In Flee North: A Forgotten Hero and the Fight for Freedom in Slavery's Borderland, Scott Shane (Objective Troy; Dismantling Utopia) tells the story of the man who led hundreds along the underground railroad and the first--in a letter published in 1842--to call it by that name in print. (The letter "marked a signal moment in the history of both the American battle against slavery and the American language.") Thomas Smallwood, born into slavery in Maryland, was in the rare position of being able to purchase his freedom from an enslaver who first ensured he was taught to read and to write, and then fulfilled a pledge to manumit him when he turned 30. Smallwood lived and worked quietly for a decade as a shoemaker in Washington, D.C. Although his own journey to freedom did not begin with an escape to the northern states, Smallwood reached out to white activist Charles Torrey and formed a partnership that would actively encourage and aid hundreds in fleeing slavery, often taking whole carriage-loads of families at a time. All the while, Smallwood wrote biting satirical articles for the newspapers in which he mocked the slave traders and slave catchers his charges eluded.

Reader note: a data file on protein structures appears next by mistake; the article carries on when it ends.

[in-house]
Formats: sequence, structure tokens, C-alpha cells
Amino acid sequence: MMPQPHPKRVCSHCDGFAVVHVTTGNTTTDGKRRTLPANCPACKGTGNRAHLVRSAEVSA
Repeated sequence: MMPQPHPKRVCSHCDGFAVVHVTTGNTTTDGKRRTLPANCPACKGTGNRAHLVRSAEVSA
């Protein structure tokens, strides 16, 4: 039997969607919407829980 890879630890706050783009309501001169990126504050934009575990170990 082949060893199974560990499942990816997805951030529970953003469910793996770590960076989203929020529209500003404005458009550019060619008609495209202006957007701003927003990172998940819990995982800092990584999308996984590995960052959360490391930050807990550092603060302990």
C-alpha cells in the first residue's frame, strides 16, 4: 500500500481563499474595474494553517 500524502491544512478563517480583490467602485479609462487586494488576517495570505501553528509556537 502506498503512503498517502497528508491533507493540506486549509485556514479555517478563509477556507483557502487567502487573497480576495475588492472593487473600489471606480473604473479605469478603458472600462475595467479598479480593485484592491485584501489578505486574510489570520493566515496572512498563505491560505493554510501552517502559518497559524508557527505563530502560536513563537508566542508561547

Using Smallwood's newspaper columns, his memoirs, and other contemporaneous documents, Shane builds a convincing case that history unjustly erased Smallwood and left the spotlight on Torrey alone. Readers will find this riveting account an excellent step toward restoring to Smallwood the place in public memory he richly deserves. --Kristen Allen-Vogel, information services librarian at Dayton Metro Library